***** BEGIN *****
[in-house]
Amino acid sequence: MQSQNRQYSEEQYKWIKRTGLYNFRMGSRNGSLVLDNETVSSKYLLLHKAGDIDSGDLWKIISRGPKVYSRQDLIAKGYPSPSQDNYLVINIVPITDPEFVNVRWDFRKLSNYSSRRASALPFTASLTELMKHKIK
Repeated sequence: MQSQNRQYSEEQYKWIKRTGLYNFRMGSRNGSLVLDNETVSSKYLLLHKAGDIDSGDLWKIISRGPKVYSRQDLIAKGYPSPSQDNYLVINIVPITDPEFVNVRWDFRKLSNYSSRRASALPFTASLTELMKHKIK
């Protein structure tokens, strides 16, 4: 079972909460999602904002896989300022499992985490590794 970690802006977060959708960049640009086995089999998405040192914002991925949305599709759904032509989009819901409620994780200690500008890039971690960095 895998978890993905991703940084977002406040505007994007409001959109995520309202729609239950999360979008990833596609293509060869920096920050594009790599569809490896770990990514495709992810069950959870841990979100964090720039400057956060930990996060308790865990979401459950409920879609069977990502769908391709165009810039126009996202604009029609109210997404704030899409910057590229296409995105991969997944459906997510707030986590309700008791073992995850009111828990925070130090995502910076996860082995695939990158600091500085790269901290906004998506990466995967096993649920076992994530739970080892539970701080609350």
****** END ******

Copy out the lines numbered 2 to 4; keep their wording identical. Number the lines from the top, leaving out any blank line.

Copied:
Amino acid sequence: MQSQNRQYSEEQYKWIKRTGLYNFRMGSRNGSLVLDNETVSSKYLLLHKAGDIDSGDLWKIISRGPKVYSRQDLIAKGYPSPSQDNYLVINIVPITDPEFVNVRWDFRKLSNYSSRRASALPFTASLTELMKHKIK
Repeated sequence: MQSQNRQYSEEQYKWIKRTGLYNFRMGSRNGSLVLDNETVSSKYLLLHKAGDIDSGDLWKIISRGPKVYSRQDLIAKGYPSPSQDNYLVINIVPITDPEFVNVRWDFRKLSNYSSRRASALPFTASLTELMKHKIK
């Protein structure tokens, strides 16, 4: 079972909460999602904002896989300022499992985490590794 970690802006977060959708960049640009086995089999998405040192914002991925949305599709759904032509989009819901409620994780200690500008890039971690960095 895998978890993905991703940084977002406040505007994007409001959109995520309202729609239950999360979008990833596609293509060869920096920050594009790599569809490896770990990514495709992810069950959870841990979100964090720039400057956060930990996060308790865990979401459950409920879609069977990502769908391709165009810039126009996202604009029609109210997404704030899409910057590229296409995105991969997944459906997510707030986590309700008791073992995850009111828990925070130090995502910076996860082995695939990158600091500085790269901290906004998506990466995967096993649920076992994530739970080892539970701080609350």